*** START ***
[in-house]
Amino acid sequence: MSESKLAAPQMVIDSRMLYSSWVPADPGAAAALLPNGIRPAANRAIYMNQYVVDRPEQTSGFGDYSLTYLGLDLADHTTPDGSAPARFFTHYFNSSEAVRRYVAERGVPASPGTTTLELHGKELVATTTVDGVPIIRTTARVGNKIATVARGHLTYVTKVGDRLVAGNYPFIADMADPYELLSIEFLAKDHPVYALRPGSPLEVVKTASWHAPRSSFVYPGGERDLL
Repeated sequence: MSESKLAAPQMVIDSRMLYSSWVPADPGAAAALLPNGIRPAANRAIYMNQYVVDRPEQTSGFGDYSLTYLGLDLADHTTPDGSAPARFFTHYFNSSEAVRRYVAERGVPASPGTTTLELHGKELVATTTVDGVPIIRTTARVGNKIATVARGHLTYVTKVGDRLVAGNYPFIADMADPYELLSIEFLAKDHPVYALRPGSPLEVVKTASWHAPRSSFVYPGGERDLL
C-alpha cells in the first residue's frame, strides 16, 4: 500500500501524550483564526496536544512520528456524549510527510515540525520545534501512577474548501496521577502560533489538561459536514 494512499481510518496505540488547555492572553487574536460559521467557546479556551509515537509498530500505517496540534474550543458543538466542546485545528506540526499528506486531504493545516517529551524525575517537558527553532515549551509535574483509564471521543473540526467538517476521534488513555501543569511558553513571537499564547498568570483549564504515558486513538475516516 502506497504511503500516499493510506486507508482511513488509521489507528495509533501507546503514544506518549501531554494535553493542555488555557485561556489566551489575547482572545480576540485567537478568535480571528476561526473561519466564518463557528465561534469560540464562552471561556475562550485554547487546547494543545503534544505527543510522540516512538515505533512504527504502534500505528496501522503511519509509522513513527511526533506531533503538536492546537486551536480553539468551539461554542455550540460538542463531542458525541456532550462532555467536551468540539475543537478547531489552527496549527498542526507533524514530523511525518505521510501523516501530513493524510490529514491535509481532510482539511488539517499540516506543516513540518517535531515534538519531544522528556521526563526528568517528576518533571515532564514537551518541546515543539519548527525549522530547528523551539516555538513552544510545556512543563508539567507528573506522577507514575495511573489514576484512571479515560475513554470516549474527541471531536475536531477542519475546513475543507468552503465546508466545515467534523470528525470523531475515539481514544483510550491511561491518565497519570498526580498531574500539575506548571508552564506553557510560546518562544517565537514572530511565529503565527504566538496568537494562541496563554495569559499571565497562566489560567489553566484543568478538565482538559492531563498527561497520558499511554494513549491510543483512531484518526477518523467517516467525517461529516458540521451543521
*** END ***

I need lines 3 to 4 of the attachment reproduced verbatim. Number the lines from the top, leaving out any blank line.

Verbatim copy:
Repeated sequence: MSESKLAAPQMVIDSRMLYSSWVPADPGAAAALLPNGIRPAANRAIYMNQYVVDRPEQTSGFGDYSLTYLGLDLADHTTPDGSAPARFFTHYFNSSEAVRRYVAERGVPASPGTTTLELHGKELVATTTVDGVPIIRTTARVGNKIATVARGHLTYVTKVGDRLVAGNYPFIADMADPYELLSIEFLAKDHPVYALRPGSPLEVVKTASWHAPRSSFVYPGGERDLL
C-alpha cells in the first residue's frame, strides 16, 4: 500500500501524550483564526496536544512520528456524549510527510515540525520545534501512577474548501496521577502560533489538561459536514 494512499481510518496505540488547555492572553487574536460559521467557546479556551509515537509498530500505517496540534474550543458543538466542546485545528506540526499528506486531504493545516517529551524525575517537558527553532515549551509535574483509564471521543473540526467538517476521534488513555501543569511558553513571537499564547498568570483549564504515558486513538475516516 502506497504511503500516499493510506486507508482511513488509521489507528495509533501507546503514544506518549501531554494535553493542555488555557485561556489566551489575547482572545480576540485567537478568535480571528476561526473561519466564518463557528465561534469560540464562552471561556475562550485554547487546547494543545503534544505527543510522540516512538515505533512504527504502534500505528496501522503511519509509522513513527511526533506531533503538536492546537486551536480553539468551539461554542455550540460538542463531542458525541456532550462532555467536551468540539475543537478547531489552527496549527498542526507533524514530523511525518505521510501523516501530513493524510490529514491535509481532510482539511488539517499540516506543516513540518517535531515534538519531544522528556521526563526528568517528576518533571515532564514537551518541546515543539519548527525549522530547528523551539516555538513552544510545556512543563508539567507528573506522577507514575495511573489514576484512571479515560475513554470516549474527541471531536475536531477542519475546513475543507468552503465546508466545515467534523470528525470523531475515539481514544483510550491511561491518565497519570498526580498531574500539575506548571508552564506553557510560546518562544517565537514572530511565529503565527504566538496568537494562541496563554495569559499571565497562566489560567489553566484543568478538565482538559492531563498527561497520558499511554494513549491510543483512531484518526477518523467517516467525517461529516458540521451543521